Last night though - and I'm naming no names - I came across a fairly new crime novel that had been praised to the moon and back. I downloaded a sample. I've learned the hard way about being tempted into buying something without first reading a chapter or two, unless I already know and love the author. It's one of the benefits of reading on a Kindle that you can do just that, and then go on to buy the book with ease. Even at 2am. 

Except that when I opened the sample, instead of finding the first chapter, I found ELEVEN PAGES (I counted them in a rage, and I don't use a particularly large font size on my Kindle) of quotes telling me how wonderful this writer and his books were, just in case I was in any doubt. Now all publishers and self publishers add a few positive reviews to our books. I've just checked a couple of my traditionally published titles and there's a page of well chosen quotes. Even Ice Dancing, above, just out in paperback, has a single page. It's normal. But they're meant to reassure the potential reader, not browbeat them into submission.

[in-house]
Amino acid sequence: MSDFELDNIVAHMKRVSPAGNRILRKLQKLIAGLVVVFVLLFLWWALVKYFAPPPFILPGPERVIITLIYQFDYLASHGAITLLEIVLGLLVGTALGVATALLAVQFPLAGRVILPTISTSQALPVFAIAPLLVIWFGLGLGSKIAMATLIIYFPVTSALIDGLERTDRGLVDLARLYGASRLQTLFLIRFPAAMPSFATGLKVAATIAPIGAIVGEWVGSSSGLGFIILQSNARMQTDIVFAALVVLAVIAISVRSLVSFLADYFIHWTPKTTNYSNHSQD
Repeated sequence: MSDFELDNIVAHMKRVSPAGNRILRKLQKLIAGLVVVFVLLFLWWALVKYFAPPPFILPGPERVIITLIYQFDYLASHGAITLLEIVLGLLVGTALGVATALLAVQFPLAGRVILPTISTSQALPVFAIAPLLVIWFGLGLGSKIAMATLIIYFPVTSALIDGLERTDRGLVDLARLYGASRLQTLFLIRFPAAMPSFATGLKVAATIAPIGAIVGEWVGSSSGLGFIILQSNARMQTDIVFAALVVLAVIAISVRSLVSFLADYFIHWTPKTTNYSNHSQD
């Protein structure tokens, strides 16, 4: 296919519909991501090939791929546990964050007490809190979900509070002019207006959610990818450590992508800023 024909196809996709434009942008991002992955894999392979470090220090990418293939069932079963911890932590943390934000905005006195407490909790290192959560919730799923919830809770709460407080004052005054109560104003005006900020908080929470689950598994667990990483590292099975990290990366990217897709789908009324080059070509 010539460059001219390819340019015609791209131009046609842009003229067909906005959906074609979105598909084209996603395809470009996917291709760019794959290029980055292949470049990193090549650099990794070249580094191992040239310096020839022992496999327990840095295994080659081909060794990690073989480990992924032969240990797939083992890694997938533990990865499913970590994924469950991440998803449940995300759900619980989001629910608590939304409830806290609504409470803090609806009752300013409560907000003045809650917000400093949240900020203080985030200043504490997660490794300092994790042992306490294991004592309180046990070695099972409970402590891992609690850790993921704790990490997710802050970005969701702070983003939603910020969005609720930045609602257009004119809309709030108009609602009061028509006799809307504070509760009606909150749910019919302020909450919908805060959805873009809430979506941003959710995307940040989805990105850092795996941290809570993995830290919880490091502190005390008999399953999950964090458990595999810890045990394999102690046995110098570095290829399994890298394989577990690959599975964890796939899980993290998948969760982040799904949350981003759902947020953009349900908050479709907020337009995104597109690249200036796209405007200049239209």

By the time I had waded through page after page of turgid and exclamatory praise, I wasn't very well disposed towards the book itself. I read on a bit to see if it matched the promotional overkill. It didn't. It was ordinary. And a bit glib. There was a certain satisfaction to be had in deleting it, but I'd rather have had a really good read. 

Still, all is not lost. I've gone back to Poldark - I read the first two books during the winter, and now I've turned to Book Three. What a relief to lose myself in vivid, well structured writing, great storytelling and above all engrossing characters - the kind of book you look forward to reading and then enjoy so much that you can hardly bear to put down. That magical, enviable sense of entering a world of someone else's creation - one that Vargas's quite different, but still wonderful Adamsberg novels gave me too. 

If you haven't already read them, do try them.